As for whether VIDIOC_STREAMON / VIDIOC_STREAMOFF will work, I suspect it will be implementation dependent. I can imagine that VIDOC_STREAMOFF could disable the stream, but leave the video timing in place, so that when you call STREAMON it would resume with the same timing in effect (so this wouldn’t be an effective way of shifting the frame start times.) I think you will just have to test and see, and if you need a method that works for “any” webcam, you might need to have multiple methods for achieving snychronization.

Maybe one of the stereo camera modules would be a better thing to try? You could potentially solve your timing issues just by using an inexpensive hardware solution. Is this an option?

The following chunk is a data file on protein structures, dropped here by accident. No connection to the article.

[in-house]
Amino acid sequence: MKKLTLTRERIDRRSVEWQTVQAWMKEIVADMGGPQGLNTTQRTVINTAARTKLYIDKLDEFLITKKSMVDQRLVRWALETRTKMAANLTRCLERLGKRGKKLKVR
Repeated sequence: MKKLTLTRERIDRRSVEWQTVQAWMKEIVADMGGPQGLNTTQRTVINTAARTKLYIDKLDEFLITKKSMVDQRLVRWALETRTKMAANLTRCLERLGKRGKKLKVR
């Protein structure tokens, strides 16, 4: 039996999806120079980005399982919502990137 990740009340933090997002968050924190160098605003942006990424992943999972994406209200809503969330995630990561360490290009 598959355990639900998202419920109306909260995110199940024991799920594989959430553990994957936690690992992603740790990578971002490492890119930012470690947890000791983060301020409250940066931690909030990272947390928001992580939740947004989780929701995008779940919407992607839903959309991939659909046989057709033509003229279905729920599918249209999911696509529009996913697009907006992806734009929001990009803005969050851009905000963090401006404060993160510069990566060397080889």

On the timestamp question, I’m not sure if all cameras honor this part of the spec, but for the cameras I work with it appears they are providing good data. From the spec:

For capture streams this is time when the first data byte was captured, as returned by the clock_gettime()function for the relevant clock id; seeV4L2_BUF_FLAG_TIMESTAMP_*in [Buffer Flags]( For output streams the driver stores the time at which the last data byte was actually sent out in thetimestampfield. This permits applications to monitor the drift between the video and system clock. For output streams that useV4L2_BUF_FLAG_TIMESTAMP_COPY the application has to fill in the timestamp which will be copied by the driver to the capture stream.

I can confirm as a case in point that with multiple Logitech webcams, the timestamps, systematically verified using stopwatch phone applications being pictured by the webcams, are the times of the images taken by the sensor. Using OpenCV’s CAP_PROP_POS_MSEC to fetch them.